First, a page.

Our Weekly Take on Some of the Biggest Stories in Startup and Tech Policy.
Startups Want Congress to Fix Crowdfunding. Back in May, regulation crowdfunding went into effect, allowing anyone to invest in a startup through an online platform for the first time ever. But, as Engine has previously explained, we’re skeptical about the extent to which this market will truly take off given the current regulatory framework. We welcomed the House’s passage of Rep. Patrick McHenry’s Fix Crowdfunding Act (H.R. 4855) last month, which makes a couple of fixes from the startup community’s wish list like permitting special purpose vehicles. But the bill was heavily amended before passage, and as Evan argues in Bloomberg this week, it is missing a number of the startup community’s desired changes. Reforms like raising investor and issuer caps and allowing companies to “test the waters” would go a long way towards making crowdfunding a more viable fundraising option for startups, and we’ll be pushing the Senate to include some of these fixes if and when it considers the bill this fall.
Another Successful Startup Day. On August 4th, members of Congress participated in events around the country with entrepreneurs, incubators, and accelerators to celebrate the ingenuity and innovation taking place in their own backyards. Rep. Jared Polis, who conceived of the bicameral, bipartisan Startup Day Across America almost four years ago with Rep. Darrell Issa, writes in an op-ed that the day “is about recognizing the importance of startups, and the effects legislatures have on fostering a healthy and supportive economic environment for newly started companies.” As we know well at Engine, lawmakers have the power to craft and champion policies that support startups. One these supportive policy solutions highlighted on Startup Day was immigration reform. In an op-ed featured in both The Huffington Post and Recode, the founding partners of Unshackled Ventures and Rep. Joaquin Castro make the case for building an immigration system that encourages immigrant entrepreneurs to participate in America’s innovation economy. They write, “Allowing immigrants’ entrepreneurial energy to take flight isn’t just the American way, it’s in our nation’s best economic interests.” We couldn’t agree more.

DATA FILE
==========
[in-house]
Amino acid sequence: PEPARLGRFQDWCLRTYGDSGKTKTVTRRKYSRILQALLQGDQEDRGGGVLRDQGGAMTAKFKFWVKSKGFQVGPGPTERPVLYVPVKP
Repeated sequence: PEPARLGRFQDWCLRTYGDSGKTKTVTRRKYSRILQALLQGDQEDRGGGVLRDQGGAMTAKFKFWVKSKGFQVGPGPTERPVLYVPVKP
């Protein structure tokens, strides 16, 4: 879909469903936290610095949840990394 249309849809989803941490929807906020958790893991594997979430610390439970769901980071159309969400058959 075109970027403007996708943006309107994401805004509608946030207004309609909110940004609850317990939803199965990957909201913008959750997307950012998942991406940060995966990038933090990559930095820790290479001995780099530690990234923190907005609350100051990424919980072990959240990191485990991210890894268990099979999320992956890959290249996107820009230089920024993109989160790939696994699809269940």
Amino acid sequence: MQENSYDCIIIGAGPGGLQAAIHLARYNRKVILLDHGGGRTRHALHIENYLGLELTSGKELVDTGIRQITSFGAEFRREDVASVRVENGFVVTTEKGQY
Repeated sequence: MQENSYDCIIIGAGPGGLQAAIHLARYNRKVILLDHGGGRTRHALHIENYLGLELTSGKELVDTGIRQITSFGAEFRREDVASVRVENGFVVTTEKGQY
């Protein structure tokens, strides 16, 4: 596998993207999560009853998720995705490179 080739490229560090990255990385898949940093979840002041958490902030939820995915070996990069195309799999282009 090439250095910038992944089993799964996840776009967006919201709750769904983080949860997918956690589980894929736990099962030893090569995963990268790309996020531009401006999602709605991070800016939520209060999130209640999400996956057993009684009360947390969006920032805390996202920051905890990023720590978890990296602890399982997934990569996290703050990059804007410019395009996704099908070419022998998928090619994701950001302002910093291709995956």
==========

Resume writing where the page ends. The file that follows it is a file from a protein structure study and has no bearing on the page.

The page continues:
Startup Activity on the Rise. The Kauffman Foundation released its annual Index of Startup Activity this week. The main takeaway? Startup activity is on the rebound, increasing for the second year in a row—a mere two years after plunging to its lowest level in two decades. The report also finds that the rate of new entrepreneurs has increased by 15% as compared to 2014 levels, with approximately 330 out of 100,000 adults becoming entrepreneurs each month over the past year. This increase was driven in a large part by a growth in the number of female entrepreneurs, according to the authors of the study. And a final piece of good news: the share of entrepreneurs who are pursuing entrepreneurship as an opportunity, rather than a necessity, increased over the past year. We’re looking forward to seeing Kauffman’s state and metro rankings and profiles when they’re released later this month.